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Comparison of adjectives

The adjectives in English


The comparison of adjectives
Sentences with comparisons
Exercises: Adjectives and adverbs
There are three forms of comparison:
- positive
- comparative
- superlative

A - Comparison with -er/-est
clean - cleaner - (the) cleanest
We use -er/-est with the following adjectives:
1) Adjectives with one syllable
positive comparative superlative
clean cleaner cleanest
new newer newest
cheap cheaper cheapest
2) Adjectives with two syllables and the following endings:
2 - 1) Adjectives with two syllables, ending in -y
positive comparative superlative
dirty dirtier dirtiest
easy easier easiest
happy happier happiest
pretty prettier prettiest
2 - 2) Adjectives with two syllables, ending in -er
positive comparative superlative
clever cleverer cleverest
2 - 3) Adjectives with two syllables, ending in -le
positive comparative superlative
simple simpler simplest
2 - 4) Adjectives with two syllables, ending in -ow
positive comparative superlative
narrow narrower narrowest


3) Spelling of the adjectives using the endings -er/-est
positive comparative superlative comment
large larger largest leave out the silent -e
big bigger biggest
Double the consonant
after short vowel
sad sadder saddest
dirty dirtier dirtiest
Change -y to -i (consonant
before -y)
shy shyer shyest
Here -y is not changed to -i.
(although consonant before -
y)


B - Comparison with more - most
positive comparative superlative
difficult more difficult (the) most difficult
all adjectives with more than one syllable (except some adjectives with two syllables
- see
2 - 1 to 2 - 4)

C - Irregular adjectives
positive comparative superlative comment
good better best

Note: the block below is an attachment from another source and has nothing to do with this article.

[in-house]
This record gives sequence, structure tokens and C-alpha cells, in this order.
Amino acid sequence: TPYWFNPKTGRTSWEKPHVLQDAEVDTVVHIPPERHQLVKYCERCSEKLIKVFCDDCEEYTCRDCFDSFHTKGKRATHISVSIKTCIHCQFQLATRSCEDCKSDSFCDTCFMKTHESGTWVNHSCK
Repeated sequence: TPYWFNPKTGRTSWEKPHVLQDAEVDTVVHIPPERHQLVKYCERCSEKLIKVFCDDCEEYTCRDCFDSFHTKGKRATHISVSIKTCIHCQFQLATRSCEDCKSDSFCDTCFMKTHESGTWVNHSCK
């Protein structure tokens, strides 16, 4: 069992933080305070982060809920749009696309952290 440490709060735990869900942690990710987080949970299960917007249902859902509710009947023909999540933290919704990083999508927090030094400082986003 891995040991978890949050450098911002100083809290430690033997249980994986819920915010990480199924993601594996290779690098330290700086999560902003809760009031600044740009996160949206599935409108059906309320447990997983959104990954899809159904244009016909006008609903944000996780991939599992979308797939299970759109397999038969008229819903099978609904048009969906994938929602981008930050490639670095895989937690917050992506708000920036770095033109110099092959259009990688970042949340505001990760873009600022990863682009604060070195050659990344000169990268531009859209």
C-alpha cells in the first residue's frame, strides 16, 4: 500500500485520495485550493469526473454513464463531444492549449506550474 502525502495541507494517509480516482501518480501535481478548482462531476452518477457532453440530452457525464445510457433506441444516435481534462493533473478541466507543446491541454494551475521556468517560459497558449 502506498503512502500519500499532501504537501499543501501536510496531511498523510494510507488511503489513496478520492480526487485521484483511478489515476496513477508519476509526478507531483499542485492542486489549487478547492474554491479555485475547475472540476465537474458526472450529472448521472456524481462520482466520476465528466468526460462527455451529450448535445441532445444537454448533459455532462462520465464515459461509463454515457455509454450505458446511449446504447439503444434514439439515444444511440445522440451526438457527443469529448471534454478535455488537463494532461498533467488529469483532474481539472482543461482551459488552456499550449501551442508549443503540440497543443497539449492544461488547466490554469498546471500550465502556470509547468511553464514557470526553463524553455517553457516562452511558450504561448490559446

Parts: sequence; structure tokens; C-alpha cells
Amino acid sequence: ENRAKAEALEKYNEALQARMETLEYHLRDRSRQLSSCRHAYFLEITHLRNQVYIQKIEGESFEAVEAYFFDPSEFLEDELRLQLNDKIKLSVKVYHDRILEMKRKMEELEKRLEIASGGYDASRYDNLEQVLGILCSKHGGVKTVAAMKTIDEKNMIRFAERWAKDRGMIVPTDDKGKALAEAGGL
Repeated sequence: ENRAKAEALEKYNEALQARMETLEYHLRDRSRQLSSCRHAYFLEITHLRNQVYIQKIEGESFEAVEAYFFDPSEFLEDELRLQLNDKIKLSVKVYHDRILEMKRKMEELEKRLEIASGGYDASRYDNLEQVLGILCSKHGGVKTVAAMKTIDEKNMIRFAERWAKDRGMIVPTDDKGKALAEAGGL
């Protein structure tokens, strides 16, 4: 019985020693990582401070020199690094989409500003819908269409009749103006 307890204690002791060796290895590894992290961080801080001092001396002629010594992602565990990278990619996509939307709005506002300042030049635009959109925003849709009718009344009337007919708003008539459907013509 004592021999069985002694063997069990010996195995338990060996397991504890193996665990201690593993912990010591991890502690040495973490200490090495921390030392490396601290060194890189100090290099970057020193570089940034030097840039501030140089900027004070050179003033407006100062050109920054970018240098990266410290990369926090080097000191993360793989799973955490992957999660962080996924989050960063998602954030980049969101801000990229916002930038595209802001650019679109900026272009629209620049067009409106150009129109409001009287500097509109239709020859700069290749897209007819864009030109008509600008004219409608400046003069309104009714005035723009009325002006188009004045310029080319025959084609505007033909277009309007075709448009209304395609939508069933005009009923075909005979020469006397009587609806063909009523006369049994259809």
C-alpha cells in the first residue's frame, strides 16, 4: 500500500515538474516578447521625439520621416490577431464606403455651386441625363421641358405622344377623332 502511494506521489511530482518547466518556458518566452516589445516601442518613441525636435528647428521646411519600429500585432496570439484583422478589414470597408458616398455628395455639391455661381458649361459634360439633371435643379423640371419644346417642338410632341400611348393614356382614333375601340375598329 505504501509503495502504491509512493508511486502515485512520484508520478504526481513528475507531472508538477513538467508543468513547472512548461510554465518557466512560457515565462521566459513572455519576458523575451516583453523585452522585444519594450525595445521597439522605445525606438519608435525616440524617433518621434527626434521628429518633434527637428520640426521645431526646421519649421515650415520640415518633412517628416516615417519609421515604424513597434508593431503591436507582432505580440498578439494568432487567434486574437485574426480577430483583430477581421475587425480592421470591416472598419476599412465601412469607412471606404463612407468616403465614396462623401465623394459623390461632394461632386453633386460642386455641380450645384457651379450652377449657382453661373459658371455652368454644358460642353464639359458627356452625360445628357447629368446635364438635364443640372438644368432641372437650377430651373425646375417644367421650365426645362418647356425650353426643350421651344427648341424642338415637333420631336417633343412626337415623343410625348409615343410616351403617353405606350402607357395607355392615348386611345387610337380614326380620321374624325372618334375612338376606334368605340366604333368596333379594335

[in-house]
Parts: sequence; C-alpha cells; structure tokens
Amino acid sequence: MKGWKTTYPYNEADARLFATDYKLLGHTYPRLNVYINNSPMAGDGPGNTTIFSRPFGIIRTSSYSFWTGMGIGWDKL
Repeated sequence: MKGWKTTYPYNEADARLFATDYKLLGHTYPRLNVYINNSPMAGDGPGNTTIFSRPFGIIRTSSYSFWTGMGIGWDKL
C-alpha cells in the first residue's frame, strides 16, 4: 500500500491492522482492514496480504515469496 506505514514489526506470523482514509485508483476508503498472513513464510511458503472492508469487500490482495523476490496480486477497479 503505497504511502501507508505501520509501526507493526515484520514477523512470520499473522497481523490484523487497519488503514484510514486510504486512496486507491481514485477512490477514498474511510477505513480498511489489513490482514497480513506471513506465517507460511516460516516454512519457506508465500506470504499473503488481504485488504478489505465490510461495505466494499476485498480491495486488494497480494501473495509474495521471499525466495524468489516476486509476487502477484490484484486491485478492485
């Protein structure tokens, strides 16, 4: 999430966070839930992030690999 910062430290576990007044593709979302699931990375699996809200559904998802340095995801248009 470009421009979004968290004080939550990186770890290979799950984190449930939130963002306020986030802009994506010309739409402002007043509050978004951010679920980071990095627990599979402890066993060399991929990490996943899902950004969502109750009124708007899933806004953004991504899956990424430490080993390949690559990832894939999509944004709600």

bad worse worst
much more most uncountable nouns
many more most countable nouns
little less least
little smaller smallest


D - Special adjectives
Some adjectives have two possible forms of comparison (-er/est and more/most).
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positive comparative superlative
clever cleverer / more clever cleverest / most clever
common commoner / more common commonest / most common
likely likelier / more likely likeliest / most likely
pleasant pleasanter / more pleasant pleasantest / most pleasant
polite politer / more polite politest / most polite
quiet quieter / more quiet quietest / most quiet
simple simpler / more simple simplest / most simple
stupid stupider / more stupid stupidest / most stupid
subtle subtler / more subtle subtlest / most subtle
sure surer / more sure surest / most sure


E - Difference in meaning with adjectives:
positive comparative superlative comment
far farther farthest distance
further furthest
distance or
time
late
later latest
latter x
x last
old
older oldest people and things
elder eldest people (family)
near
nearer nearest distance
x next order
Sentences with comparisons
The adjectives in English
The comparison of adjectives
Sentences with comparisons
Exercises: Adjectives and adverbs
then or than - Exercise
1. something is similar A=B
Our car is as fast as Peter's car.

2. something is not similar A><B
a) Use not as ... as (to say that something is not similar)
John's car is not as fast as our car. (A><B)